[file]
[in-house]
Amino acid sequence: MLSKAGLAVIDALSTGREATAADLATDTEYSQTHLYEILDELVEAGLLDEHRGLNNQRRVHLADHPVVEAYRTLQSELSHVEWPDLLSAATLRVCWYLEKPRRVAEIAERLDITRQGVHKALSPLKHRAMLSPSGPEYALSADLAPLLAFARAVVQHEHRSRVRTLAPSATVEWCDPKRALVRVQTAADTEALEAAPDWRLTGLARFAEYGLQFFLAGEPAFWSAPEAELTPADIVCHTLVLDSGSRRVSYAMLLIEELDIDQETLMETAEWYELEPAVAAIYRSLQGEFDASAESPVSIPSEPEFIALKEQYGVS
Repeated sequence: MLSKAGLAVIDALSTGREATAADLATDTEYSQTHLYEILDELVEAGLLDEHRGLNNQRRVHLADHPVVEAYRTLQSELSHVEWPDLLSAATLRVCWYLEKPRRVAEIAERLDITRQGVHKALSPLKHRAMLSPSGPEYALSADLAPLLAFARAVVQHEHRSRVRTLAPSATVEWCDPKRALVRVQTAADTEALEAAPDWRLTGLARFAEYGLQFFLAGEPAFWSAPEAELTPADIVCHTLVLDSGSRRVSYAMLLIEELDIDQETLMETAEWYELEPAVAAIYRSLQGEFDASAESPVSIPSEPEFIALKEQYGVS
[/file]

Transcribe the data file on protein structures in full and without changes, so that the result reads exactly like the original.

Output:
[in-house]
Amino acid sequence: MLSKAGLAVIDALSTGREATAADLATDTEYSQTHLYEILDELVEAGLLDEHRGLNNQRRVHLADHPVVEAYRTLQSELSHVEWPDLLSAATLRVCWYLEKPRRVAEIAERLDITRQGVHKALSPLKHRAMLSPSGPEYALSADLAPLLAFARAVVQHEHRSRVRTLAPSATVEWCDPKRALVRVQTAADTEALEAAPDWRLTGLARFAEYGLQFFLAGEPAFWSAPEAELTPADIVCHTLVLDSGSRRVSYAMLLIEELDIDQETLMETAEWYELEPAVAAIYRSLQGEFDASAESPVSIPSEPEFIALKEQYGVS
Repeated sequence: MLSKAGLAVIDALSTGREATAADLATDTEYSQTHLYEILDELVEAGLLDEHRGLNNQRRVHLADHPVVEAYRTLQSELSHVEWPDLLSAATLRVCWYLEKPRRVAEIAERLDITRQGVHKALSPLKHRAMLSPSGPEYALSADLAPLLAFARAVVQHEHRSRVRTLAPSATVEWCDPKRALVRVQTAADTEALEAAPDWRLTGLARFAEYGLQFFLAGEPAFWSAPEAELTPADIVCHTLVLDSGSRRVSYAMLLIEELDIDQETLMETAEWYELEPAVAAIYRSLQGEFDASAESPVSIPSEPEFIALKEQYGVS